The moral of this story is that if you want to convert people, don’t throw dirt, including verbal dirt, in their eggs. It applies to rude Christians as well as atheist trolls.

If you didn’t get your loving as a child and feel an aching need for it that won’t fill, turn to Jesus. His love is the love you were made for. Everything else is a faint copy.

 

Counting Coup, Atheist Style

The Cheyennes and other plains tribes had a practice called counting coup.

Counting coup, Cheyenne style, meant taking a life-threatening risk to dash up to a bear or a rival tribe member and touch them, then dash back to your fellows to get well-earned kudos for your bravery. The essential component to counting coup, Cheyenne style, was that it took actual guts to do it.

I never understood this before I began blogging, but evidently counting coup has moved forward into the tribal rites of various on-line social clubs. At least on this blog, atheist trolls are the ones who seem to practice it.

For reasons I don’t fully get, the atheist bloggers on Patheos have zeroed Public Catholic in general and little ole me in particular, for their disdain. According to them, we’re all crazy over here on the Catholic portal and need a good dressing down from time to time.

I come in for more than my share of this rhubarb. It’s the usual stuff about how I’m a politician who’s writing all this religious stuff for political gain and I’m a religious fanatic with an IQ about three points above asphalt. That sort of thing.

What interests me are the coup-counters. They come dashing in here and drop off a random insult in what is usually a totally non sequitur fashion and then dash back to the Spanky and Our Gang Christian-Haters Clubhouse to tell the tale of their courage.

The Cheyennes risked their lives when they counted coup. It took both intelligence and actual courage for them to do it. Since almost all these insult-dropping dive-bombers from the atheist zone arrive under cover of pseudonym, they aren’t even risking their reputations. It also doesn’t take a whole boatload of intelligence to type some version of “sez you, you piece of dirt” and then go running off.

It’s kind of fun to watch this spectacle. And when its not kind of fun, I just delete.

It is interesting though, how people who say they don’t believe in God also can’t say it enough times to feel good about themselves. They really do protest too much. When tasked on this point, they usually come up with an explanation about how they aren’t obsessed with God. It’s just us Christians who force them to behave as if they were obsessed with God because they can’t, well, live in a world where people believe things that they don’t believe.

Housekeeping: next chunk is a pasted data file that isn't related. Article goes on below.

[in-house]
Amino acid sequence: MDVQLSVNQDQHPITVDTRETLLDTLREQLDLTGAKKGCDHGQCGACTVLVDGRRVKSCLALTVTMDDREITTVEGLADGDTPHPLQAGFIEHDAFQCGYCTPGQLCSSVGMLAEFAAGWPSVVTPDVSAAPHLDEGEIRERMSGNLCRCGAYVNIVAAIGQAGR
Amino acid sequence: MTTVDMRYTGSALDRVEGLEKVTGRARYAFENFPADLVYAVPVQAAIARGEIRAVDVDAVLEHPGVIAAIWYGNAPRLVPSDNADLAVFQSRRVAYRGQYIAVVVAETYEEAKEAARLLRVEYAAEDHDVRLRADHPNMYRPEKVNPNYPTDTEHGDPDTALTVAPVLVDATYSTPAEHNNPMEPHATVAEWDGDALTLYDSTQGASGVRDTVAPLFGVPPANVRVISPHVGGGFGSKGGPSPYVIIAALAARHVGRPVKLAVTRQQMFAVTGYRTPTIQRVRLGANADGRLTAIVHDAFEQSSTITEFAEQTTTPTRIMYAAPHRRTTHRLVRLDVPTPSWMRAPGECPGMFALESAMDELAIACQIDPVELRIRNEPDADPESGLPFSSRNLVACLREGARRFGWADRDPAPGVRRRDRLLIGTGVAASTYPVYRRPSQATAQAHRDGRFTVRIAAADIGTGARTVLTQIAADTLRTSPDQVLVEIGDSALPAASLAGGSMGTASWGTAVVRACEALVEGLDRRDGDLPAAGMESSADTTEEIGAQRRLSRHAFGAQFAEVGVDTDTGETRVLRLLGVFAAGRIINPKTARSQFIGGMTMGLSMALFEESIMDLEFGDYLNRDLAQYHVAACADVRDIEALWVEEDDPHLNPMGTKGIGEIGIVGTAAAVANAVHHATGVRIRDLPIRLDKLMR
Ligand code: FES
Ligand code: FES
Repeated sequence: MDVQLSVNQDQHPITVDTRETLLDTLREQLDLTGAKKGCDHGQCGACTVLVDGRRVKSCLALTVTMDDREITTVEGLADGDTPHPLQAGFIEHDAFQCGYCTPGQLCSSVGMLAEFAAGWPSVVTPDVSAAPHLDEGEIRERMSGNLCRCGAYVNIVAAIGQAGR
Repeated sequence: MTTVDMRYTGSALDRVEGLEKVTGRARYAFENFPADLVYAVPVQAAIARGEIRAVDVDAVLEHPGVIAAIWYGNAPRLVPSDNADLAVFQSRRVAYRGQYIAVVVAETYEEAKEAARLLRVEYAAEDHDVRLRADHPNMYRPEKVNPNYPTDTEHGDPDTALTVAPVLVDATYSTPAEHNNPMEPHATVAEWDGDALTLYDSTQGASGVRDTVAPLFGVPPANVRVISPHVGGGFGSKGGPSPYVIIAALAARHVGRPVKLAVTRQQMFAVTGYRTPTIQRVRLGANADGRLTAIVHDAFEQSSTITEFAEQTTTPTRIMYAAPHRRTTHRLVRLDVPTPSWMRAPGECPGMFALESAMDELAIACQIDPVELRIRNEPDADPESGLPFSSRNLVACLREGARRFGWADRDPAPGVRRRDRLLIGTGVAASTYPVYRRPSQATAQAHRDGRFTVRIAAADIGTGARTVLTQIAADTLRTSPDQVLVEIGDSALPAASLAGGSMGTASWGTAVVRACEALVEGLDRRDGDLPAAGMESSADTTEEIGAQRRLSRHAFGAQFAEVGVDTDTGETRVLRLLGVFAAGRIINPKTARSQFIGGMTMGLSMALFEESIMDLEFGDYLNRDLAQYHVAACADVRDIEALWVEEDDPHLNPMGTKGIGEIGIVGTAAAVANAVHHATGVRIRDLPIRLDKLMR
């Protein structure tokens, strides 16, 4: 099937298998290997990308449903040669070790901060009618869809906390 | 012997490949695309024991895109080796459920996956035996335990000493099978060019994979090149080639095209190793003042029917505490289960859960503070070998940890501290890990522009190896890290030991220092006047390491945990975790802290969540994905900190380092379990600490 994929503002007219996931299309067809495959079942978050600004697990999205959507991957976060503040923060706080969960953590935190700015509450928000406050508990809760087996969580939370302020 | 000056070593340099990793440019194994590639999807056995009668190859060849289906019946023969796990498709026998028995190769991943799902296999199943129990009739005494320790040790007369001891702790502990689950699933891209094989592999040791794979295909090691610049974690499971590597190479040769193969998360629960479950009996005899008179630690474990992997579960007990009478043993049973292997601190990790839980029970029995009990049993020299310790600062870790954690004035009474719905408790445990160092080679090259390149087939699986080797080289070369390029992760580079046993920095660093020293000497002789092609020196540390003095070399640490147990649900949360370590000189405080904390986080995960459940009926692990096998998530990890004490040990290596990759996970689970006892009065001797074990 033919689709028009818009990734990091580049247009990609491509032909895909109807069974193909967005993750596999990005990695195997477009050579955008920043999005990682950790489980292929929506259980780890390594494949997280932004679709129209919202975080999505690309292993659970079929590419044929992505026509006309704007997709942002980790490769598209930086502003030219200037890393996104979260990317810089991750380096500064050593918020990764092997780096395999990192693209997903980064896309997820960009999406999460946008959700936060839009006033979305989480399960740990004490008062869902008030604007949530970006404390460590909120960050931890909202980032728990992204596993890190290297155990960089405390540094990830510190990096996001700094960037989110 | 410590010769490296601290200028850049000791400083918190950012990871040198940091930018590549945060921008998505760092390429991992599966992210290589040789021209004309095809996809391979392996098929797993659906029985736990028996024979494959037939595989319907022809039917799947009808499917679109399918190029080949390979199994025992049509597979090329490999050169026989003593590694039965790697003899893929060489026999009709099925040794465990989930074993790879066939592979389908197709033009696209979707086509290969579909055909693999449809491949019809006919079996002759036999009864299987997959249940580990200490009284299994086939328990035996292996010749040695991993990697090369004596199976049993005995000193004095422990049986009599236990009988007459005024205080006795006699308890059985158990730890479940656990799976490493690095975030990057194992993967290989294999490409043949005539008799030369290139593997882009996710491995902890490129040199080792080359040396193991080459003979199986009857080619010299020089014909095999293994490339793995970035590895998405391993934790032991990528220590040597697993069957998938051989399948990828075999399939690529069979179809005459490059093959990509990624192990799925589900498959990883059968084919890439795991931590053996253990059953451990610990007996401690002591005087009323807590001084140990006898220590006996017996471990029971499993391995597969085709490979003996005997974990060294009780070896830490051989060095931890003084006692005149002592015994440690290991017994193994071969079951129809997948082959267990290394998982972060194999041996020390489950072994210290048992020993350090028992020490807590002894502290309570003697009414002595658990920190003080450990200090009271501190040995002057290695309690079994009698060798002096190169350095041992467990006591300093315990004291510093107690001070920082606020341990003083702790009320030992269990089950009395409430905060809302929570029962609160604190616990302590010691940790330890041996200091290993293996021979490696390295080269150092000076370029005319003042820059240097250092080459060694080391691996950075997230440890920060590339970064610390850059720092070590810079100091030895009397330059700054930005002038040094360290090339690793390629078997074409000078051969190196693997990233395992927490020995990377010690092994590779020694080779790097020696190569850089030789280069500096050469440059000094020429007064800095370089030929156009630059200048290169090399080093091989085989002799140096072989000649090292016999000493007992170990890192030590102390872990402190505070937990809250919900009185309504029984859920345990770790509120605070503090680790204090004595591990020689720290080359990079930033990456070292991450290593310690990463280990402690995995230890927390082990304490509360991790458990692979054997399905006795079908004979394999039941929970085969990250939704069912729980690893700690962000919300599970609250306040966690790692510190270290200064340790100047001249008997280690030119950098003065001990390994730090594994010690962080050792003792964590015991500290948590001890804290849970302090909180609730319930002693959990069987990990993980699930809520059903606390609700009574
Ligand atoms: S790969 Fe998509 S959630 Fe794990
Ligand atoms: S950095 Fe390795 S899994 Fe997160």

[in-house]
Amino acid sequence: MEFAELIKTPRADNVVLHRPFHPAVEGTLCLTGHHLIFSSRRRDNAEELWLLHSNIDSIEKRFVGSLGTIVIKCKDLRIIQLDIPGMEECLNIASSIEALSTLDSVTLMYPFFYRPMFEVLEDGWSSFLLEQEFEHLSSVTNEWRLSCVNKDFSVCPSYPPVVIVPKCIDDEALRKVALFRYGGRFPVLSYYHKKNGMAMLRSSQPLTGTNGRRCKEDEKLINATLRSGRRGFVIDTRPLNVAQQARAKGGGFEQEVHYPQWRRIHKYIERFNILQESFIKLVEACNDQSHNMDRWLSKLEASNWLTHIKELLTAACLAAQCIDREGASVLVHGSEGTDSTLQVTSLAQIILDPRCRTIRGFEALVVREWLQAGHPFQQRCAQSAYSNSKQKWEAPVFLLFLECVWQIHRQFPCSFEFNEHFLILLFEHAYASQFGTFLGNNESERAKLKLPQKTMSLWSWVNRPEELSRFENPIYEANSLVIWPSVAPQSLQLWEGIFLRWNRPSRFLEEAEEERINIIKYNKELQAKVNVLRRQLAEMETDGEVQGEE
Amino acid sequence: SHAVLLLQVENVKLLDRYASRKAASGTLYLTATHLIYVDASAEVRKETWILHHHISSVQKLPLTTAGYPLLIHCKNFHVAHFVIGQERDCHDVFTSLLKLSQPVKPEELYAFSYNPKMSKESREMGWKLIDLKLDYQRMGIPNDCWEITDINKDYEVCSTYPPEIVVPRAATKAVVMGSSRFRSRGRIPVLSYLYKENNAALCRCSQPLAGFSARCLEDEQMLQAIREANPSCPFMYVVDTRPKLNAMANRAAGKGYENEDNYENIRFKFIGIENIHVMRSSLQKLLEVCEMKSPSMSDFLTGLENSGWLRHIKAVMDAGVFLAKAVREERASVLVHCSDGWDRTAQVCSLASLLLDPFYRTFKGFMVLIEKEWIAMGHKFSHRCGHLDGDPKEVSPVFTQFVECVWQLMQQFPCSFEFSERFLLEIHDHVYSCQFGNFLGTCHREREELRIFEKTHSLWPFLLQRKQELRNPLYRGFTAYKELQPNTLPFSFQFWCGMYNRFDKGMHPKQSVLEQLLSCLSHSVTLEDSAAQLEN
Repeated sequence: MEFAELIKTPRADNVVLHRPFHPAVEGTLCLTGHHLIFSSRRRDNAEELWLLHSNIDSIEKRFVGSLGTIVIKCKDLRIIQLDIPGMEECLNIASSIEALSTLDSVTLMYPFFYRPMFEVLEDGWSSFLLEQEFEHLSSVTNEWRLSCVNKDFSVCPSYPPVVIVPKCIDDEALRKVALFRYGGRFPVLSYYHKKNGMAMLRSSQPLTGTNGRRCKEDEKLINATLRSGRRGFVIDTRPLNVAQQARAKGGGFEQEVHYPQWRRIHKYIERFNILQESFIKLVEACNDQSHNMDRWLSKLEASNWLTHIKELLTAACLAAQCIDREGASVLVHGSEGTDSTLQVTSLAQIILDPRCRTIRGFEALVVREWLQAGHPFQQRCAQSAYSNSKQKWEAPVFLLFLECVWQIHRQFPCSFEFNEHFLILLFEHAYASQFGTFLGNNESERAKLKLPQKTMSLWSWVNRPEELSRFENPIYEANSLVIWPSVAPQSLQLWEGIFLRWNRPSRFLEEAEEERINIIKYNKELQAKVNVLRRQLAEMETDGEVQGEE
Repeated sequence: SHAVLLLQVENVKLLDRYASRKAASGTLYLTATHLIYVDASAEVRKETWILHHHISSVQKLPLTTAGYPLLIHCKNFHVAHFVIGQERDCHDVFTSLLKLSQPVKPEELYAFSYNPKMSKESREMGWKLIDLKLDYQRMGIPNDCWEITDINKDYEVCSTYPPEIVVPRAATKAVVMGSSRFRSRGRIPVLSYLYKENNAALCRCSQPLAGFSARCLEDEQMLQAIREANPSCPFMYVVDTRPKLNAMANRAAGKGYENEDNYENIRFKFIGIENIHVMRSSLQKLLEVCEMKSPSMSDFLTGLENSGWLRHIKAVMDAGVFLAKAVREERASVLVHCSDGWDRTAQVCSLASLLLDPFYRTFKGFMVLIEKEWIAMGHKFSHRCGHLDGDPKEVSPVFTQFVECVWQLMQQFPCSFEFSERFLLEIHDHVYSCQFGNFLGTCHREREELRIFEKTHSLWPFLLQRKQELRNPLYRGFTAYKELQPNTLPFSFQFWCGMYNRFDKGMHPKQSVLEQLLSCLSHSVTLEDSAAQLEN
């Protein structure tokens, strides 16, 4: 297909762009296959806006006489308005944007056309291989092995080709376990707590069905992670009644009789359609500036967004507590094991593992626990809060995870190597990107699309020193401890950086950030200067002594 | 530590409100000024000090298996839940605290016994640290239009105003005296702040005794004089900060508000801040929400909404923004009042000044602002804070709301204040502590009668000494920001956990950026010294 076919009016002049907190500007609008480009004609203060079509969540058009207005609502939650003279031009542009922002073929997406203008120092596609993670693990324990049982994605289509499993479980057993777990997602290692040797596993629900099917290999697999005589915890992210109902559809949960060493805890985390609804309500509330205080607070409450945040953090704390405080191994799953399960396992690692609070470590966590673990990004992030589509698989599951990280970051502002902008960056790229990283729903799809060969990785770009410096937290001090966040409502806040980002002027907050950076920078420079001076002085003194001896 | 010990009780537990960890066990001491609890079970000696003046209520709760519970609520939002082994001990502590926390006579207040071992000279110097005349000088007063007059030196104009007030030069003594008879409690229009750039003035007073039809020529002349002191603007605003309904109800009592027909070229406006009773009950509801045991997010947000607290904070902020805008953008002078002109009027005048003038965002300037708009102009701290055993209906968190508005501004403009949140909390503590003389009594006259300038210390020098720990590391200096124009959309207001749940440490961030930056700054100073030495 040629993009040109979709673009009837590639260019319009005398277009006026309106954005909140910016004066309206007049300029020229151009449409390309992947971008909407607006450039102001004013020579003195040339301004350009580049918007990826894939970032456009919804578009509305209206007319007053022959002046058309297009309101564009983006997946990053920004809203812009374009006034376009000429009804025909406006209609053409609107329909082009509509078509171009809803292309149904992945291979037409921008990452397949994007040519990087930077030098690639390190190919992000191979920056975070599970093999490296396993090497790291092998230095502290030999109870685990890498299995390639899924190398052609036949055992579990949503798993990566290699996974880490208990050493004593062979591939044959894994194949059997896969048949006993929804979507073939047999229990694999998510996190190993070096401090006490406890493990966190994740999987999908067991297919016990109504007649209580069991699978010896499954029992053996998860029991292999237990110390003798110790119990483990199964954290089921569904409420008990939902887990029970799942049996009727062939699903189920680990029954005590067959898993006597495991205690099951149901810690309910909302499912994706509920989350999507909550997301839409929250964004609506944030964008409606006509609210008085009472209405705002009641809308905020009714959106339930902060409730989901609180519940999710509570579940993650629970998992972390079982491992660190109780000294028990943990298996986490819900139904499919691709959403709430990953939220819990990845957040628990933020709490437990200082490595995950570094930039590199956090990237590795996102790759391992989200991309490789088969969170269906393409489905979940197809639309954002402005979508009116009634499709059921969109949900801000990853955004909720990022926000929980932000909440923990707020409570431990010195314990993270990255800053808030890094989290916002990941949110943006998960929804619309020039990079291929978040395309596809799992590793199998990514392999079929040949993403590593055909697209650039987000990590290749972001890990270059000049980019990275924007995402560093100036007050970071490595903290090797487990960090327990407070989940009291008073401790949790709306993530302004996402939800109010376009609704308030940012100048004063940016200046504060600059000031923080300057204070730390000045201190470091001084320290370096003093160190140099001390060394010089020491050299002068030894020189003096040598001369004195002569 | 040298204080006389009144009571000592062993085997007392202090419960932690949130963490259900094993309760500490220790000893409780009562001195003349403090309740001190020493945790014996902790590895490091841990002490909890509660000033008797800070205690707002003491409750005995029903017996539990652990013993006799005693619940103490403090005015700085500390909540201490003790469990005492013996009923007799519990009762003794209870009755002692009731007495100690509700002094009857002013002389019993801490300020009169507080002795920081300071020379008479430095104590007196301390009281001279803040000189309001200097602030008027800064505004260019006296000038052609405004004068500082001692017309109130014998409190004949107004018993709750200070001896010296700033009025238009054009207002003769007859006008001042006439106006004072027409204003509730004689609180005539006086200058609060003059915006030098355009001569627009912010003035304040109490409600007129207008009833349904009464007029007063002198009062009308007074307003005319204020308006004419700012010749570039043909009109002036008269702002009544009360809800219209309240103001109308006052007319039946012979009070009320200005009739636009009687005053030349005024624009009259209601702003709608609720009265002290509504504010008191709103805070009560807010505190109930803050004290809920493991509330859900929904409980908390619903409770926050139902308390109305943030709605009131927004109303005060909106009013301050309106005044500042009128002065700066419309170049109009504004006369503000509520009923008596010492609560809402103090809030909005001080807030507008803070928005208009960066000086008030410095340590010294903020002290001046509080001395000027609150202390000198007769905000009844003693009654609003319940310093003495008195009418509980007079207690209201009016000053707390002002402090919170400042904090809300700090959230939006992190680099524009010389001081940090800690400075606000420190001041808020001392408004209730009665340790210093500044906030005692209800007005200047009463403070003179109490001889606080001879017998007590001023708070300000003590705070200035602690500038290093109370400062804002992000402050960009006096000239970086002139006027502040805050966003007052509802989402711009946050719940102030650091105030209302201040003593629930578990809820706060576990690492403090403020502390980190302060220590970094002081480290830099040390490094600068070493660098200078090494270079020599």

Oh well.

I pray for them. And I want them to know that God loves them as much as He loves any of His children. Anytime they decide to stop running around waving their arms and pulling their pants down, they are always welcome at His table. They are my lost and somewhat ditzy brothers.

In the meantime, I get a kind of there-they-go-again amusement from their coup-counting. As for the insults, I’m still waiting for them to come up with one I haven’t already heard a few thousand times before.

Christian in a Post Christian World: How Should We Handle Attacks from Atheist Internet Trolls?

Atheism1

How do we respond to people who follow Dr Dawkins’ advice to mock and ridicule us with contempt and in public?

One reaction is to try to reason with the mockers and ridiculers.

Another would be to mock and ridicule back.

A third might be to invite them to, as we say here in Oklahoma, “take it outside.”

The problem with all these responses is that people who deliberately and with malice of forethought single out a group of people for public mockery and ridicule have, by their actions, placed themselves beyond the pale of civil society. Their behavior is reprehensible. So long as they continue to engage in it, they do not deserve the courtesy of either replies or engagement of any sort.

I posted Dawkins: Mock Them. Ridicule Them. In Public. With Contempt with the expectation that I would get a flurry of idiotic comments from atheist provocateurs, trying to engage the readers of this blog in verbal mud wrestling. I was not disappointed. I deleted all but two of these which I let through because they were the least offensive. I wanted to make them available as an educational exercise for the Christians who read Public Catholic.

I think we need to become aware of this asinine behavior and decide how to handle it.

Two of Public Catholic’s regular readers tried to answer these comments. One reader went the way of giving the commenter the benefit of the doubt and trying to answer it intelligently. The other reader replied with anger.

Neither response was wrong.

But it is interesting that one of the atheist provocateurs immediately pounced on the angry response with an ad hominem attack on Catholics. It was actually a comic pose for this individual to take, considering the spate of claptrap — all insulting — he had tried to post on this blog. It is also interesting that he did not want to answer the more measured reply. He went instead for the response he had been trying to provoke, which was anger.

Now, I’m sure he’ll re-tell this tale of his daring assault on the Catholics — with himself as the hero — to his fellow atheist provocateurs.

Do I hear the word “childish?” How about the phrase “grade school?”

They both fit.

And that is the point.

It doesn’t make any difference what you say to people like this. Anger is as good as reason. They aren’t trying to engage in legitimate discussion. They are trying to provoke, so they can count coup when they get back to their den.

This is what their leader, Dr Dawkins, has taught them to do.